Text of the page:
Secondly, From his special mercy to his church. 1. In restoring it out of a sad and broken condition, ver. 2, 3. 2. In confirming it in a happy and prosperous estate, both temporal, in regard of strength, peace, and plenty, ver. 12, 13, 14, and spiritual, in regard of his word, statutes, and judgements made known unto them, ver. 19, 20. Lastly, These mercies are all commended by the manner of bestowing them, powerfully and swiftly.' He doth it by a word of command, and by a word of speed: "He sendeth forth his commandment upon earth; his word runneth very swiftly."
The former part of this happy estate, together with the manner of bestowing it, is in these words, from which we must, by no means, exclude the consideration of the latter. And what can be wanting to a nation which is strengthened with walls, blessed with multitudes, hath peace in the border, plenty in the field, and (which is all in all) God in the sanctuary, God in the bar of the gate, the father of the
children, the crown of the peace, the staff of the plenty, a gate restored, a city blessed, a border quieted, a field crowned, a sanctuary beautified with the oracles of God; what can be wanting to such a people but a mouth filled, a heart enlarged, a spirit exalted in the praises of the Lord? "Praise the Lord, O Jerusalem; praise thy God, O Zion," &c.
In the words we have three general parts.
1. A duty required, and that with an ingemination, Praise, praise.
2. The subject of whom required, Jerusalem, Zion.
3. Arguments enforcing it, drawn from consideration, 1. Of God's relation unto them, as the Lord, that had authority over them, as Thy God, that, was in covenant with them. 2. Of the benefits wrought for them, wherein is considerable,-1. The substance of them; ver. 13, 14. 2. The manner how performed, by a powerful and a speedy efficacy; ver. 15.
In the substance of the benefits, we have a great climax and gradation of mercy.
First, Jerusalem and Zion, which erewhile lay ruinous and desolate, have now walls; and those walls, gates; and those gates, bars; and those bars, strengthened and made fast by the hand of God. By all which we understand both the material walls and gates newly built by Nehemiah, maugre the opposition of Sanballat and Tobiah; (Nehem. ii. 8, 9, and vi. 1, and vii. 1) and also the policy and government, which is said to be administered in the gates. (Deut. xxi. 19. Amos v. 15) For the strength, the walls, the gates of a kingdom stand in the righteous administration of judgement, whereby "the throne is established." (Prov. xvi. 12)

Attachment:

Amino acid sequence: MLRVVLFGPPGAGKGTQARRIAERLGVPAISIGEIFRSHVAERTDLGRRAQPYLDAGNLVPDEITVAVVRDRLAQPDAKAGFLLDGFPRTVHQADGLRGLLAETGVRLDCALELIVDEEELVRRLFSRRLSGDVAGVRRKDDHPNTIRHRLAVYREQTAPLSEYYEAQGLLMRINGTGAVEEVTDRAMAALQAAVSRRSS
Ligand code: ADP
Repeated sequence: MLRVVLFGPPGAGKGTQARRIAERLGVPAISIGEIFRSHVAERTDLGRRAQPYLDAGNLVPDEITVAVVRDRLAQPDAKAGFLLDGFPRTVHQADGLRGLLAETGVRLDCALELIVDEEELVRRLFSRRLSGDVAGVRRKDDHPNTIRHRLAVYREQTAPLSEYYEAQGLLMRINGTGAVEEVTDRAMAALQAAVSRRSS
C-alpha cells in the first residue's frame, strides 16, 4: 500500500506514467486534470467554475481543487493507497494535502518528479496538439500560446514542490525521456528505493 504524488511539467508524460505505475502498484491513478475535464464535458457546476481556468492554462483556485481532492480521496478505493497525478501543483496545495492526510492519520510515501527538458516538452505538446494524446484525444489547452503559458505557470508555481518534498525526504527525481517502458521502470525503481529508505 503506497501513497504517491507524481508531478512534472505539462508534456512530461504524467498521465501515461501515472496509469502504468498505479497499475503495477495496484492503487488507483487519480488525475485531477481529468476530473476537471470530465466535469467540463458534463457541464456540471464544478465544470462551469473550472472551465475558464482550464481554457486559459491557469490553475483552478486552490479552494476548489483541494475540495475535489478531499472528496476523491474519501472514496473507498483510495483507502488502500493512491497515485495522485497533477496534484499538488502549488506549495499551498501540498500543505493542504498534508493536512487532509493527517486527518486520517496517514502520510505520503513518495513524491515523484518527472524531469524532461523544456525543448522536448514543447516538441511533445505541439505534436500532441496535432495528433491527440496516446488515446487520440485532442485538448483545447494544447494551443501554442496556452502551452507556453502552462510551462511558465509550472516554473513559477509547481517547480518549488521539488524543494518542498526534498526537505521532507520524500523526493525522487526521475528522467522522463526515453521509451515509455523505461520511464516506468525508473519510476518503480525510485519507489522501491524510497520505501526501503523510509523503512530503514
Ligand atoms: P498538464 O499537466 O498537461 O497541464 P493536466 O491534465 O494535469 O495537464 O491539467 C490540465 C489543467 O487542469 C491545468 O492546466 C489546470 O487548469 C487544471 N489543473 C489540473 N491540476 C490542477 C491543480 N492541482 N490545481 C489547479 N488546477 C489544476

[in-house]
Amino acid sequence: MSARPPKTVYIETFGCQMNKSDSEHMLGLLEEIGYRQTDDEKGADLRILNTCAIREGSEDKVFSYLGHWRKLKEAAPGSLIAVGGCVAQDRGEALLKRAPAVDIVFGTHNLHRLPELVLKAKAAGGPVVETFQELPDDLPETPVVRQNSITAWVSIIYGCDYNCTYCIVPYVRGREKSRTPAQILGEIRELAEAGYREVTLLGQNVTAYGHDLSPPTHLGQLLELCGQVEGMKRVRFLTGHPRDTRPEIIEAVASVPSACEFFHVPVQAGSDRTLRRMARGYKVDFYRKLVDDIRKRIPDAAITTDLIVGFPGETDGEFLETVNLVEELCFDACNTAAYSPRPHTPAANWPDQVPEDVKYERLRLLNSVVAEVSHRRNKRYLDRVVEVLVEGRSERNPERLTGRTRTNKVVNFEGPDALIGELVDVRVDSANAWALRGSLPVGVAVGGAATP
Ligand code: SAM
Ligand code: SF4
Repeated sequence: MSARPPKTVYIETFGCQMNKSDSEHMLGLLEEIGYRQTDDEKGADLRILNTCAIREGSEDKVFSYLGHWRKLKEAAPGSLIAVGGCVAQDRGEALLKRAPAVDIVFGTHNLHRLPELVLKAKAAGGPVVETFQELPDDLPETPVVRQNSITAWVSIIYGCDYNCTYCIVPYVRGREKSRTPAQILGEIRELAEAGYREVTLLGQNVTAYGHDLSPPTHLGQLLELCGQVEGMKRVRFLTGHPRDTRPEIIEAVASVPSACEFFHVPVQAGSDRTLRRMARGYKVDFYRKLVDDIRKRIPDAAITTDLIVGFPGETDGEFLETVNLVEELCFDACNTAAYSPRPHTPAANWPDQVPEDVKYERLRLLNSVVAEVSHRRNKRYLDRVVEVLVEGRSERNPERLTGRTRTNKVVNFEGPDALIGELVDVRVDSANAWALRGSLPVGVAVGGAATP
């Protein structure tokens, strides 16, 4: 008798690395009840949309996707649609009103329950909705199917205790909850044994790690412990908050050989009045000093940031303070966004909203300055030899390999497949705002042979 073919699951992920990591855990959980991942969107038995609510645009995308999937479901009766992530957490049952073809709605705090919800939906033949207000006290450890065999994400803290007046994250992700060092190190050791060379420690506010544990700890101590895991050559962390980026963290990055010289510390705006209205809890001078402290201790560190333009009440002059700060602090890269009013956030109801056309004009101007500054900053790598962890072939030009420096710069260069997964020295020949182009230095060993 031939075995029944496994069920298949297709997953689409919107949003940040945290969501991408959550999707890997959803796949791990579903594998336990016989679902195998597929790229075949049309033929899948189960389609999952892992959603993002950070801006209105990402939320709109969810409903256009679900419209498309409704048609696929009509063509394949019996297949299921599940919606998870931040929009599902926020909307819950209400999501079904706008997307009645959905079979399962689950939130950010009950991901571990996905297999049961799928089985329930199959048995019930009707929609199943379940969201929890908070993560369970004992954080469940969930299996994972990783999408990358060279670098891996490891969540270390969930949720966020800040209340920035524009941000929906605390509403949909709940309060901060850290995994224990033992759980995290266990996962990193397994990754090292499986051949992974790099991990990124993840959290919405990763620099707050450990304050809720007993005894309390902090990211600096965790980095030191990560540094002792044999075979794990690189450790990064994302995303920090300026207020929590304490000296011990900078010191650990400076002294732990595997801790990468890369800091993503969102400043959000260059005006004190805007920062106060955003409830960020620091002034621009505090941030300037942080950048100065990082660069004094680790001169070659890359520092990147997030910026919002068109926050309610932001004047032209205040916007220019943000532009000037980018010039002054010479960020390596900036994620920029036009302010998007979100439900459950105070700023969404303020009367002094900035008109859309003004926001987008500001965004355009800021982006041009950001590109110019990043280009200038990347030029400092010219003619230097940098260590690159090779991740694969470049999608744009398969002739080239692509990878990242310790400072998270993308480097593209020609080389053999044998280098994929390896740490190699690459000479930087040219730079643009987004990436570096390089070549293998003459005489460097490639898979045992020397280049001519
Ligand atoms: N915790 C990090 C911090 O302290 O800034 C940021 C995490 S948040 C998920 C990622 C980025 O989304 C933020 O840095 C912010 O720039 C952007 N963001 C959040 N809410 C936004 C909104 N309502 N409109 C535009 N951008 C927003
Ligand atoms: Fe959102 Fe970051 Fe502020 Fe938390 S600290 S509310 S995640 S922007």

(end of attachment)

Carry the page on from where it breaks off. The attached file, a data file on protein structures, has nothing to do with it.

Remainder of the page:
Secondly, Not only strength in the walls, but blessing in the city within them, namely, multitudes of inhabitants, according to that promise, "I will sow the house of Israel and of Judah with the seed of man, and with the seed of beast." (Jer. xxxi. 27) There shall yet old men and old women dwell in the streets of Jerusalem, and every man with his staff in his hand for very age. And the streets of the city shall be full of boys and girls, playing in the streets thereof.' (Zech. viii. 4, 5) The safety, tranquillity, and peace, should
be so great, as that it should extend to all sorts of men ; even those who were most subject to fear and danger, old men, old women, boys and girls.
Thirdly, Because potent enemies might break the strongest gates, though they were of brass and iron, as the Lord promiseth Cyrus; (Isai. xlv. 1, 2) and being broken in, might easily diminish the multitudes there, till they be left as a tree bereft of branches on the top of a mountain, till a man be more precious than the golden wedge of Ophir; (Isai. xiii. 12, and xxiv. 6, and xxx. 17) there is further added, "Peace in thy borders;" violence shall no more be heard in thy land. (Isai. lx. 18)
Fourthly, Because famine may do as much harm within, as an enemy in the borders; the sword without may make them eat their children within, (Deut. xxviii. 53-55) therefore plenty is joined unto peace; he "filleth thee with the finest of the wheat; the vine shall give her fruit, and the ground shall give her increase, and the heaven shall give her dew, and the remnant of this people shall possess all these things." (Zech. viii. 12)
Fifthly, Because these inferior blessings without God, can neither defend nor comfort a people; therefore he is pleased to give himself unto them, to be their portion: He is "Thy God, O Sion:" he is pleased to own it as his name, "The portion of Jacob." (Jer. x. 16)
Lastly, Lest they should be discouraged by any present difficulties, which might seem to render these mercies very improbable unto them, he strengtheneth their faith by this assurance that he can, with a word of his mouth, give being to every one of these promises, and can "send forth his commandment" as a winged executioner of his will. “He sendeth forth his commandment on earth; his word runneth very swiftly."
The main doctrine of the text, and work of the day, is the tribute of praise which we owe unto God for these great mercies. It is the glory due unto his name;' (Psalm xcvi. 8) for, according to his name, so is his praise.' (Psalm xlviii. 10)
And it is due to him in the text upon a double title:
1. As he is the Lord; for his absolute greatness in himself.